Never having passed as female as I’d grown older I’d finally given up trying. Besides, it seemed somehow counter-revolutionary, as the new transgender politics is increasingly built around exactly the kind prominent social visibility and defiant non-passing that my doctors at the Cleveland Clinic assured me would signal the failure of my gender transition surgery.
In fact, my political identity for 30 years has been built on the foundation of my being visibly transgender, from the day I donned a Transsexual Menace NYC t-shirt and flew to the Brandon Teena murder trial in Falls City, Nebraska.
With adolescents increasingly taking androgen blockers with the support of a generation of more protective, nurturing parents, public transsexuality is fading out. And I don’t mean only that in a generation or two we may become invisible in the public space. I mean rather that in 10 years, the entire experience we understand today as constituting transgender—along with the political advocacy, support groups, literature, theory and books that have come to define it since transgender burst from its closet in the early 1990s to become part of the LGB-and-now-T movement — all that may be vanishing right in front of us. In 50 years it might be as if we never existed. Our memories, our accomplishments, our political movement, will all seem to only be historic. Feeling transgender will not so much become more acceptable, as gayness is now doing, but logically impossible.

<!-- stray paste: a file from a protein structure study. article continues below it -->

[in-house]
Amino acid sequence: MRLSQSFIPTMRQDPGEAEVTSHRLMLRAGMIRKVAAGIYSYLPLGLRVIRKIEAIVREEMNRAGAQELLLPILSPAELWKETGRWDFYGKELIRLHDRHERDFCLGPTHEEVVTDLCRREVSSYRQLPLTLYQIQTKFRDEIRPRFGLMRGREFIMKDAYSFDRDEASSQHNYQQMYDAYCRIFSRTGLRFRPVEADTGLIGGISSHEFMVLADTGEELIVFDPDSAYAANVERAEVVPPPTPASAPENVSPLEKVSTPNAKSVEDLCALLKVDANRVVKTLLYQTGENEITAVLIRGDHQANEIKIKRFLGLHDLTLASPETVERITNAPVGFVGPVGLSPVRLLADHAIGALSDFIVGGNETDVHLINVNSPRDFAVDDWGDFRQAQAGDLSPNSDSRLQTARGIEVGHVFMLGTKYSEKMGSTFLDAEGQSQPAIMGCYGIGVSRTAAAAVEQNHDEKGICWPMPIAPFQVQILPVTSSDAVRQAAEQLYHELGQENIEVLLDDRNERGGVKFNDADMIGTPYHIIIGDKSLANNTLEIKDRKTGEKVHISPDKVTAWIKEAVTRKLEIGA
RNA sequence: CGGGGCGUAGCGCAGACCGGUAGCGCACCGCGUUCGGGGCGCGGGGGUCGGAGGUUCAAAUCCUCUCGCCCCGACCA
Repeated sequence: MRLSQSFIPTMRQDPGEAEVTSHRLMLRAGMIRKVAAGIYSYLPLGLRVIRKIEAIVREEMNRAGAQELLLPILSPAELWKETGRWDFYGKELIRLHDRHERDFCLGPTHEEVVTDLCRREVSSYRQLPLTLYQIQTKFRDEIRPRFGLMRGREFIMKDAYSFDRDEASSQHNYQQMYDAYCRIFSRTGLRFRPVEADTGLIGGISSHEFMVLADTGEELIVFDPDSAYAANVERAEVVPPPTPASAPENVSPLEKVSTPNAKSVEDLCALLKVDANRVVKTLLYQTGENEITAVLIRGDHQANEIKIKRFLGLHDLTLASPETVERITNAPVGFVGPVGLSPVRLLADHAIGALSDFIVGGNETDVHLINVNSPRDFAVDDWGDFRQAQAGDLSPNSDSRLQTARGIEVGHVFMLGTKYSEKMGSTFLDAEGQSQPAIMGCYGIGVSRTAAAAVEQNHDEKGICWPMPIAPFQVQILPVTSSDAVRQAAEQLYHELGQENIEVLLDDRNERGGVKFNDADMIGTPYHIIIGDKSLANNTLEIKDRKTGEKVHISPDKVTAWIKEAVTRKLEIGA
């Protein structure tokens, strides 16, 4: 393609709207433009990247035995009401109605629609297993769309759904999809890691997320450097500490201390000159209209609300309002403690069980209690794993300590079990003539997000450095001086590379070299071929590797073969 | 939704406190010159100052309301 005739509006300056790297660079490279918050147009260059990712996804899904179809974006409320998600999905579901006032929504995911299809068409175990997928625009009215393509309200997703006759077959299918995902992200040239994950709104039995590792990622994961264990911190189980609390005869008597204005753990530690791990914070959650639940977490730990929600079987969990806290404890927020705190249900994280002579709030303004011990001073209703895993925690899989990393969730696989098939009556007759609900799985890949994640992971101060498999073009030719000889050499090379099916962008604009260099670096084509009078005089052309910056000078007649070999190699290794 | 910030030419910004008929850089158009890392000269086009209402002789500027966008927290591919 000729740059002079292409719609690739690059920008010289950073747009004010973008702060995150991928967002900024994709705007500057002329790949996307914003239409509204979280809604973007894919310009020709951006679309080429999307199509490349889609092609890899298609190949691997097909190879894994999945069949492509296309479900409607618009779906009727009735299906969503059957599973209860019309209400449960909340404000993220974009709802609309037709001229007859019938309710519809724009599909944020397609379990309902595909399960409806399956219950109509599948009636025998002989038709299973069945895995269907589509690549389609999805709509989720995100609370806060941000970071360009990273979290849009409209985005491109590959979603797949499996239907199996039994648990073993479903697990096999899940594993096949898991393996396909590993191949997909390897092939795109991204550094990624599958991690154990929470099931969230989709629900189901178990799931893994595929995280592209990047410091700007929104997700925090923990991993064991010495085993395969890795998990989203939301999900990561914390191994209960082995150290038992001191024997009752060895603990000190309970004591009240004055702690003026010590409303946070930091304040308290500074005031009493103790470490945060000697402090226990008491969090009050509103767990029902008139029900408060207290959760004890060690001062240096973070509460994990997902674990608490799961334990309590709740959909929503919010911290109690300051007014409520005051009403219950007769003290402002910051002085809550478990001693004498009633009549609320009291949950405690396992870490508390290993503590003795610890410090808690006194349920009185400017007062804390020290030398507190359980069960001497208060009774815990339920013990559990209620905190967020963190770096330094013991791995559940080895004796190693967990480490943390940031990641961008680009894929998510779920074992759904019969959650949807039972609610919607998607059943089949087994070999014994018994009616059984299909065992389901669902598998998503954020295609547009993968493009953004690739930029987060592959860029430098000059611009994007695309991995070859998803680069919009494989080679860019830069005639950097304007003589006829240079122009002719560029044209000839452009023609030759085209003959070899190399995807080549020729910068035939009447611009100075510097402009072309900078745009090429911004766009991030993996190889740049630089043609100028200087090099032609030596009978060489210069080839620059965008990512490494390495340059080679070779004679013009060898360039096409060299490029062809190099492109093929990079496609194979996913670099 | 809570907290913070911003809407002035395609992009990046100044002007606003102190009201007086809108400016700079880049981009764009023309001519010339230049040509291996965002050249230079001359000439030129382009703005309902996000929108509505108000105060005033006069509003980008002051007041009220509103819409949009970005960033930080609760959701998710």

In other words, I may be a gender dinosaur.
— Riki Wilchins, “Transgender Dinosaurs and the Rise of the Genderqueers” The Advocate
I think Wilchins is raising some interesting points, but I think that her conception of ‘we’ is a bit narrow: she’s talking about an American (and perhaps as broad as North American and European) middle- and upper-class.